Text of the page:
KO Aramide1, MA Ajani1 and CA Okolo2
- Department of Histopathology, Babcock University, Ilishan-Remo, Nigeria.
- Department of Pathology, University College Hospital Ibadan, Nigeria.
Aim: To determine the pattern and causes of lymph node enlargement of cervical region in Ibadan, Nigeria.
Materials and Methods: A 10-year (2003-2012) retrospective study was conducted on all head and neck lymph node biopsies received at the Department of Pathology, University College Hospital, Ibadan, Nigeria.
Results: A total of 101 lymph node biopsies of cervical region were received within this period of study. 59.4% cases were seen in Males. Second decade of life has the highest number of cases (22.8%) followed by 3rd decade (17.8%). The common cause of cervical lymphadenopathy include non – specific hyperplasia, tumour metastasis and Non Hodgkin’s lymphoma seen in 27 (26.7%), 22 (21.8%) and 20 (19.8%) respectively. Granulomatous and Hodgkin’s Lymphoma constitute 17 (16.8%) and 11 (10.9%) respectively. The granulomatous causes were all due to tuberculosis. A single case of Rosai-Dorfman disease was seen in a male in the 3rd decade of life.
Conclusion: This study shows that metastatic tumours, Hodgkins lymphoma and Non Hodgkins lymphoma constituting 52.4% of all cases of cervical lymphadenopathy are common in this environment therefore highlighting the need for early and proper evaluation of patients.
Keywords: Lymph node, Cervical region, Metastatic, Lymphomas, Ibadan
Dr. K.O. Aramide
Department of Histopathology,
Ogun State, Nigeria.
Lymphadenopathy is a common clinical finding that may be localized, limited or generalized. The enlargement of a lymph node, due to primary disease or secondary cause, is of concern to both patients and clinicians, particularly, if the underlying pathology is a malignant disease.1 Cervical lymphadenopathy is the commonest form of peripheral lymphadenopathy.2 It has many causes, including benign, infectious and malignant conditions. The evaluation of cervical lymphadenopathy is a common diagnostic challenge facing clinicians.2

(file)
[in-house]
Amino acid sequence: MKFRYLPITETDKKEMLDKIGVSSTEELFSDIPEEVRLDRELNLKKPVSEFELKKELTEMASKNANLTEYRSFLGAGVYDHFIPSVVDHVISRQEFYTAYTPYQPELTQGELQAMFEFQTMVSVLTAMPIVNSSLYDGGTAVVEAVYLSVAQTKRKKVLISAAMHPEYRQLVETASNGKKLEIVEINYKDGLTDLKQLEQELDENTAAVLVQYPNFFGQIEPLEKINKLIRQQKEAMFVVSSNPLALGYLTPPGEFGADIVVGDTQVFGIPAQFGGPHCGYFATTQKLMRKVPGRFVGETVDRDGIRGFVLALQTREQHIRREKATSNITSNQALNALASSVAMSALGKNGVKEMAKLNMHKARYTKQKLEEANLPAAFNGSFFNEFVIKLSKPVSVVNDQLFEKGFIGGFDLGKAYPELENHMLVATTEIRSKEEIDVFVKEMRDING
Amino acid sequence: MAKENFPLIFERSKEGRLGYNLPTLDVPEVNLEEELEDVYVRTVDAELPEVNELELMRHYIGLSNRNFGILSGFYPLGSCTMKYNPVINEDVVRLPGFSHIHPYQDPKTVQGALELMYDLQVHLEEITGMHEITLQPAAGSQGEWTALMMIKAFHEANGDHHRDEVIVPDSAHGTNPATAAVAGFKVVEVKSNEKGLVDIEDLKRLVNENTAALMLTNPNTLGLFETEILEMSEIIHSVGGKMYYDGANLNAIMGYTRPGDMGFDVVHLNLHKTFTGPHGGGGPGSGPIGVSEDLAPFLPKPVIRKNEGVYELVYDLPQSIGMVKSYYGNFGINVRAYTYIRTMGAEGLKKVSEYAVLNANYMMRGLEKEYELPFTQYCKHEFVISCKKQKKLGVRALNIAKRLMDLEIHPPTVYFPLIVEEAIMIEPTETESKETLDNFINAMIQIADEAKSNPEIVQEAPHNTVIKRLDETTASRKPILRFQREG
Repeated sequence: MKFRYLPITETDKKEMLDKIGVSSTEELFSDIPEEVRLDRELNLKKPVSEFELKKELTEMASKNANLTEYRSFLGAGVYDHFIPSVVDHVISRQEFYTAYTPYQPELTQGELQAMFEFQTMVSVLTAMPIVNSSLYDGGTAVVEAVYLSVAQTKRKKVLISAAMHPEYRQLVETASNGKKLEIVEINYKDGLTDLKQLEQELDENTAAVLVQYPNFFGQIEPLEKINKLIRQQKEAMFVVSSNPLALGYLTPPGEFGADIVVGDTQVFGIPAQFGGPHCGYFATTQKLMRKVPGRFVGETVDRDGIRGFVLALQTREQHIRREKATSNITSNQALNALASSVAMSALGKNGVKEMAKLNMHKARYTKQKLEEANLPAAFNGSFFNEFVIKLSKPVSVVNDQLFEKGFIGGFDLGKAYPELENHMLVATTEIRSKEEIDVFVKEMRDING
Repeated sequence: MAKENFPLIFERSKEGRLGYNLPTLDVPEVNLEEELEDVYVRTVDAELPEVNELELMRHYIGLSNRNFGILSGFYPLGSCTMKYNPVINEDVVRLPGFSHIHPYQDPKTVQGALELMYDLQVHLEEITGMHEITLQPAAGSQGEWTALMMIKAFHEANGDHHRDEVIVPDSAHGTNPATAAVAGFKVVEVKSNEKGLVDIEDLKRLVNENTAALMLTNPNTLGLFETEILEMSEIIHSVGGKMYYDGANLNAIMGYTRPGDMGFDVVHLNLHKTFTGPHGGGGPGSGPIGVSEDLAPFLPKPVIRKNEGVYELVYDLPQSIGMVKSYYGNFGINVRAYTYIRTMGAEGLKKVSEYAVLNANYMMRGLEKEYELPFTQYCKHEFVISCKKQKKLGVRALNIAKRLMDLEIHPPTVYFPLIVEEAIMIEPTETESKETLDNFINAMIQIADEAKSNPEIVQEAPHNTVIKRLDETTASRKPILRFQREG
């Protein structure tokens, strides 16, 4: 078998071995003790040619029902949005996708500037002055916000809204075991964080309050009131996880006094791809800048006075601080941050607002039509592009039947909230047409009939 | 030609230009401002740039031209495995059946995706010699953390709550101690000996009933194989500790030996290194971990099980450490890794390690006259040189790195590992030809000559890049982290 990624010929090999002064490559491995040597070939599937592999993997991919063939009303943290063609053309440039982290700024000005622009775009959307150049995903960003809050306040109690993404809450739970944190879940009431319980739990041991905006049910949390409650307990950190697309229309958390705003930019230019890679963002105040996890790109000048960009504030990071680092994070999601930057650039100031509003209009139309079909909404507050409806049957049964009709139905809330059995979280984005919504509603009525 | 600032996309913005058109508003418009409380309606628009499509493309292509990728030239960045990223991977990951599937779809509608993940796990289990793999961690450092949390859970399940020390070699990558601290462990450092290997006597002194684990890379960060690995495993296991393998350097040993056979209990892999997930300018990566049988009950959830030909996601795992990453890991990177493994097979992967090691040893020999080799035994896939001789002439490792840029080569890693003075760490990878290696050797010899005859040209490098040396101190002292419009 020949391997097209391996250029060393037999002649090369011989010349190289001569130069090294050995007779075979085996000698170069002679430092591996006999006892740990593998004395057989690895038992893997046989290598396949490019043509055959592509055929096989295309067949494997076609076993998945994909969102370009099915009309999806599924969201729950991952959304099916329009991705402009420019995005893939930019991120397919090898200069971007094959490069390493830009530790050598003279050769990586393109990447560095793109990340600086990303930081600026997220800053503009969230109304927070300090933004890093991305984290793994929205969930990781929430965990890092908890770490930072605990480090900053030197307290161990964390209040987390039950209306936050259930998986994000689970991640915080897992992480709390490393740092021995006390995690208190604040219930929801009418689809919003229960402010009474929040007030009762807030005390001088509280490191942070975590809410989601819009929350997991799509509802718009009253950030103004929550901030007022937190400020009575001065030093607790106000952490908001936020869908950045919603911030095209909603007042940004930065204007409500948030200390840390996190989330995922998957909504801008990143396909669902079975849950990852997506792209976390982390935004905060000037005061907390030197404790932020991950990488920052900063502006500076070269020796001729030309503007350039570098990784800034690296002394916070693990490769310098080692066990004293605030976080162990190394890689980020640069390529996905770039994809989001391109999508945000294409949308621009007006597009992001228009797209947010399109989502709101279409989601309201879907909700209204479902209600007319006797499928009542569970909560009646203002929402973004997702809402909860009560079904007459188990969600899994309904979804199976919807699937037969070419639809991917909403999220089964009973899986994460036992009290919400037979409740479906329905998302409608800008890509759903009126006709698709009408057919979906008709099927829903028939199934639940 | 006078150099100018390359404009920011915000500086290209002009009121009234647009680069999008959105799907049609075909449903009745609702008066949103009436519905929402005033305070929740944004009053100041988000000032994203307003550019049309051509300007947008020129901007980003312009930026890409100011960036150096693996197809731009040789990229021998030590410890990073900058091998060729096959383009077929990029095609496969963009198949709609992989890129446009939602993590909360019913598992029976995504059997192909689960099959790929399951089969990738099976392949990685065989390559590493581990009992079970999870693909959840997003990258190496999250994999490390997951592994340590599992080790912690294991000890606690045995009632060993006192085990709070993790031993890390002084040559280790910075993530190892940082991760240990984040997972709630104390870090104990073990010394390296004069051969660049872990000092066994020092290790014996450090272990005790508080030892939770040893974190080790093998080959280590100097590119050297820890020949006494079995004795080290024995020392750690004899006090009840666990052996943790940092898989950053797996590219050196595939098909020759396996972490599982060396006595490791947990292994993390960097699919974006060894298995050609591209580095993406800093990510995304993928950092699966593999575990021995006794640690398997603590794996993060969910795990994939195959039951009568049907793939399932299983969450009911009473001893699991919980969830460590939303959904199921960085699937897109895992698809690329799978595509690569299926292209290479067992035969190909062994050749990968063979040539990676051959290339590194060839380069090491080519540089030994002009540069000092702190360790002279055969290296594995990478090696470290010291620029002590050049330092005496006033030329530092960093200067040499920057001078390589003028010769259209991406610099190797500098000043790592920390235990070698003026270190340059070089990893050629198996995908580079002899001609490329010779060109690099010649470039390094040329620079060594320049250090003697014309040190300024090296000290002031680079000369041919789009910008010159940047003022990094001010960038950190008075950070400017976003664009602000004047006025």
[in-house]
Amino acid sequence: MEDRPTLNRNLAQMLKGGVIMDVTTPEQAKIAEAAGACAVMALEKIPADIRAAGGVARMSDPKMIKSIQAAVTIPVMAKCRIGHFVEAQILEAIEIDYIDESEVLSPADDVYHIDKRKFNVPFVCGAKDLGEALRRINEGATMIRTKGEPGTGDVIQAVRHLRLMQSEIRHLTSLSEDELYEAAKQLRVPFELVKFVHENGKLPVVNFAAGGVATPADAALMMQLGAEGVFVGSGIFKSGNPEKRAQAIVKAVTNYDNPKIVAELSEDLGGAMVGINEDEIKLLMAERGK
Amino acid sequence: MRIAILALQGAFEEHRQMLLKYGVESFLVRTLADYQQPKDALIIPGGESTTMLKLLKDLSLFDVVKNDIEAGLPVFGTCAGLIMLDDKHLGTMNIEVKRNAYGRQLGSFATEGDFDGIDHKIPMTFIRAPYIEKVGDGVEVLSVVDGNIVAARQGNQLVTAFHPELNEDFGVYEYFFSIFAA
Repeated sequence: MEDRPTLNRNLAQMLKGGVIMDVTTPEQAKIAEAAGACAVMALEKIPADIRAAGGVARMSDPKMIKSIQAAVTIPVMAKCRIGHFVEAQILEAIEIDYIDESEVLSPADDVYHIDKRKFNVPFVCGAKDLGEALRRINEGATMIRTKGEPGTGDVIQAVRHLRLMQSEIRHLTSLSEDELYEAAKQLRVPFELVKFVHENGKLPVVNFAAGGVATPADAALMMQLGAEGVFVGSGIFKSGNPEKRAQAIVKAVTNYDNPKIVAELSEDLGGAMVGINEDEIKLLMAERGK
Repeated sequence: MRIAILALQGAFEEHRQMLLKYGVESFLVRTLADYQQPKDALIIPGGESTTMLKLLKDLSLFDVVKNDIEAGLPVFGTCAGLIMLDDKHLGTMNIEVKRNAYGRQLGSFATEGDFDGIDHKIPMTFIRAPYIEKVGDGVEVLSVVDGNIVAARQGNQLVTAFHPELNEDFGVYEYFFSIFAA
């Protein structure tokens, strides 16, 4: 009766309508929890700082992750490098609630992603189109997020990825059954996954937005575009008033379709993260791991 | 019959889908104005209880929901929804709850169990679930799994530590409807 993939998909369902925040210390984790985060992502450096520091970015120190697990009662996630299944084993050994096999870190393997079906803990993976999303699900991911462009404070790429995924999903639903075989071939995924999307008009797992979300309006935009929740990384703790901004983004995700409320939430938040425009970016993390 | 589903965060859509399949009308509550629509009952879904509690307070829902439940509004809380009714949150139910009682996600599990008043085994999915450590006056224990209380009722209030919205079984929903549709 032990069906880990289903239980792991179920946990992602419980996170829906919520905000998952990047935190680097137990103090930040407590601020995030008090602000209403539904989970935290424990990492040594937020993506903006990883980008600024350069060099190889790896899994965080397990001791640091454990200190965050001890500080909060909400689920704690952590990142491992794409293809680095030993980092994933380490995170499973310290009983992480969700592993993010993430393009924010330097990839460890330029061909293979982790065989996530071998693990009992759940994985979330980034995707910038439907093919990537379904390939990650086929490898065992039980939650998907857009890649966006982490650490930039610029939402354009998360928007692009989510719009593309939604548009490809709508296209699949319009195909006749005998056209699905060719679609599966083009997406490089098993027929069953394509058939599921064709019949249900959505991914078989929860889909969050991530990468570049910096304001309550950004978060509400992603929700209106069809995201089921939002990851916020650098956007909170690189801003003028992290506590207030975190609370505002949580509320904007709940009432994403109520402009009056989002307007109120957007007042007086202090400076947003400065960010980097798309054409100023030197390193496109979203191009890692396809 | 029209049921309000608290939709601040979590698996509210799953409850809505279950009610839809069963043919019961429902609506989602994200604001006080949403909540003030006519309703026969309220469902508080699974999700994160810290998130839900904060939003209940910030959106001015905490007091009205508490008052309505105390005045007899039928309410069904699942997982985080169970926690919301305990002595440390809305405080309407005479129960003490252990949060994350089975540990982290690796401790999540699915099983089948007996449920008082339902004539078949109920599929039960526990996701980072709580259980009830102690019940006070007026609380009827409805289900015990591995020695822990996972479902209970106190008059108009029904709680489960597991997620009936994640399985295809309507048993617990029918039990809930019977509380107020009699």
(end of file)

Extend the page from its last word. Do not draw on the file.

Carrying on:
Many literature reported that tuberculosis is the most common cause of cervical lymphadenopathy in sub- Saharan Africa, accounting for 17-66% of cases.1-6 However a previous study from University College Hospital, Ibadan by Thomas et al. reported that 37% are due to normal or non-specific reactive changes, 27.7% showed granulomatous inflammation and 35.5% showed malignancy, lymphoid or metastatic tumours.6 Tuberculosis was the single most common granulomatous inflammatory condition constituting 94.5% of the granulomatous inflammatory lesions.6 Tuberculosis was also the commonest cause of lymph node enlargement in childhood (0-14 years) while malignant condition was the commonest above forty-five years of age.6
There are many studies on peripheral lymphadenopathy in Nigeria but not many on cervical lymphadenopathy as an entity which makes having preformed information on likely causes of cervical lymphadenopathy difficult to clinicians.
The aim of this study was to provide a recent update on causes of cervical lymphadenopathy and its common causes in this environment to help clinicians in management of cases of cervical lymphadenopathy